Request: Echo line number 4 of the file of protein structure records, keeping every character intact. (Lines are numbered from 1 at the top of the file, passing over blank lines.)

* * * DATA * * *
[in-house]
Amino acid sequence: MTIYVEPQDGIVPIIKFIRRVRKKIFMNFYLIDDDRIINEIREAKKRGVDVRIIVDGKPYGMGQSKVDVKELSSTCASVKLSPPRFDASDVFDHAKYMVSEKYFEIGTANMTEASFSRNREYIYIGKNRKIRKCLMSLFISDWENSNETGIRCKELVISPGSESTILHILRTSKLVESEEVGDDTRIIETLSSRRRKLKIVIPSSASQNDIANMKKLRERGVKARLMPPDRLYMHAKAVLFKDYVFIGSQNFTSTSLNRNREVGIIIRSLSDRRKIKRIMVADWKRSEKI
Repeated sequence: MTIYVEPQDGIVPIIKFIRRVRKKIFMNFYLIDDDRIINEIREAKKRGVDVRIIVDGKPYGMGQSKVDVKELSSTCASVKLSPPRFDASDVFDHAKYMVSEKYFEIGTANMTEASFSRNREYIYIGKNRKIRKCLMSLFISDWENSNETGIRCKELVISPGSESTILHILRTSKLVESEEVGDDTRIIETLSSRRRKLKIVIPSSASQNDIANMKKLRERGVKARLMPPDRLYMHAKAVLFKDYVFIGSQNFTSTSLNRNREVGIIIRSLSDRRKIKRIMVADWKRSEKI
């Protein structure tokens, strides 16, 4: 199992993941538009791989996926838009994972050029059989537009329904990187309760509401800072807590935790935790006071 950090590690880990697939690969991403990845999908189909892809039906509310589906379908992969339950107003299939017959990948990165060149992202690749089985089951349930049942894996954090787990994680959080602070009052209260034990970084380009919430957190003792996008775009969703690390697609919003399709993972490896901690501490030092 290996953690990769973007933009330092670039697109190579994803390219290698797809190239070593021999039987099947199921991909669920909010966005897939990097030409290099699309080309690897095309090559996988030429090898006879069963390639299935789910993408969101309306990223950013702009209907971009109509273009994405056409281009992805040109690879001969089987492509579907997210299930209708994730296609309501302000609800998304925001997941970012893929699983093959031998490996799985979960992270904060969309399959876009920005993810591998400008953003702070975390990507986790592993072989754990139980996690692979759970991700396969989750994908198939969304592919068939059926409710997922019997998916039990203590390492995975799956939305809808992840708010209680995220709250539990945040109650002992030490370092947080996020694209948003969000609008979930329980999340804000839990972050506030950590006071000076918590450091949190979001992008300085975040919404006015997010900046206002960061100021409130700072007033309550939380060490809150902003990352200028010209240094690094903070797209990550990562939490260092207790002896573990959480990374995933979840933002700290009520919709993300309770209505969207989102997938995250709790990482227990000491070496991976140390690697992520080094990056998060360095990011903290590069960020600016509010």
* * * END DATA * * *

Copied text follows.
């Protein structure tokens, strides 16, 4: 199992993941538009791989996926838009994972050029059989537009329904990187309760509401800072807590935790935790006071 950090590690880990697939690969991403990845999908189909892809039906509310589906379908992969339950107003299939017959990948990165060149992202690749089985089951349930049942894996954090787990994680959080602070009052209260034990970084380009919430957190003792996008775009969703690390697609919003399709993972490896901690501490030092 290996953690990769973007933009330092670039697109190579994803390219290698797809190239070593021999039987099947199921991909669920909010966005897939990097030409290099699309080309690897095309090559996988030429090898006879069963390639299935789910993408969101309306990223950013702009209907971009109509273009994405056409281009992805040109690879001969089987492509579907997210299930209708994730296609309501302000609800998304925001997941970012893929699983093959031998490996799985979960992270904060969309399959876009920005993810591998400008953003702070975390990507986790592993072989754990139980996690692979759970991700396969989750994908198939969304592919068939059926409710997922019997998916039990203590390492995975799956939305809808992840708010209680995220709250539990945040109650002992030490370092947080996020694209948003969000609008979930329980999340804000839990972050506030950590006071000076918590450091949190979001992008300085975040919404006015997010900046206002960061100021409130700072007033309550939380060490809150902003990352200028010209240094690094903070797209990550990562939490260092207790002896573990959480990374995933979840933002700290009520919709993300309770209505969207989102997938995250709790990482227990000491070496991976140390690697992520080094990056998060360095990011903290590069960020600016509010």